The European Union wants a big bite out of Apple. It has it has ordered the tech giant to pay up to 13 billion euros in back taxes plus interest to the Irish government.
The EU has accused Apple, which employs thousands of people in Ireland, of benefiting unfairly from special arrangements with the country that allowed it to keep its tax bills there to a minimum.
At a press conference on Tuesday, the European Commissioner for Competition, Margrethe Vestager said the tax treatment granted by Ireland to Apple, was illegal under EU state aid rules.
“Apple’s tax benefits in Ireland are illegal. Two tax rulings granted by Ireland have artificially reduced Apple’s tax burden for over two decades in breach of EU state aid rules. Apple now have to repay the benefits worth up to 13 billion euros plus interest,” she said.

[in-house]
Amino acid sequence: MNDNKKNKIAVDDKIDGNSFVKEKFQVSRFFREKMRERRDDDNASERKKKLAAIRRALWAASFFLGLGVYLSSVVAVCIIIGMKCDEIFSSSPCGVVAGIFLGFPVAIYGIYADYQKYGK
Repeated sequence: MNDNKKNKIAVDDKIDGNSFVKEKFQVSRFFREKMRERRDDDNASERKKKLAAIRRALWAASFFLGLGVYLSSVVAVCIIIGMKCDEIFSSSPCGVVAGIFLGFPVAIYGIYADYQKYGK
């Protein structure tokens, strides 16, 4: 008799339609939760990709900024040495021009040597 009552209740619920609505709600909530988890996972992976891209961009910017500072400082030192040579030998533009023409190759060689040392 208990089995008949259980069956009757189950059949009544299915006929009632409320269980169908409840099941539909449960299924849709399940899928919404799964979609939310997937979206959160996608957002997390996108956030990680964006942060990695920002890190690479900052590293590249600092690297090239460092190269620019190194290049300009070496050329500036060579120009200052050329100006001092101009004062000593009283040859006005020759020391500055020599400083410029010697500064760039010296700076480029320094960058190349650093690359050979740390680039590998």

Vestager said that the “selective treatment” in Ireland allowed the company to pay an effective corporate tax rate of one percent on its European profits in 2003 down to 0.005 percent in 2014.
The ruling is the biggest EU has ever made regarding a single company. It has however been met with strong rejection from the U.S. government, which claims Ireland’s tax scheme was entirely legal and that retroactive tax assessments by the EU are unfair.
But Apple may not be the only U.S. company to have been caught up in European tax affairs.
Reports suggest the EU will likely order other U.S. multinationals including Starbucks, Amazon, and Macdonald’s to repay taxes to the so-called “tax havens” which include Ireland, the Netherlands, Belgium, and Luxemburg.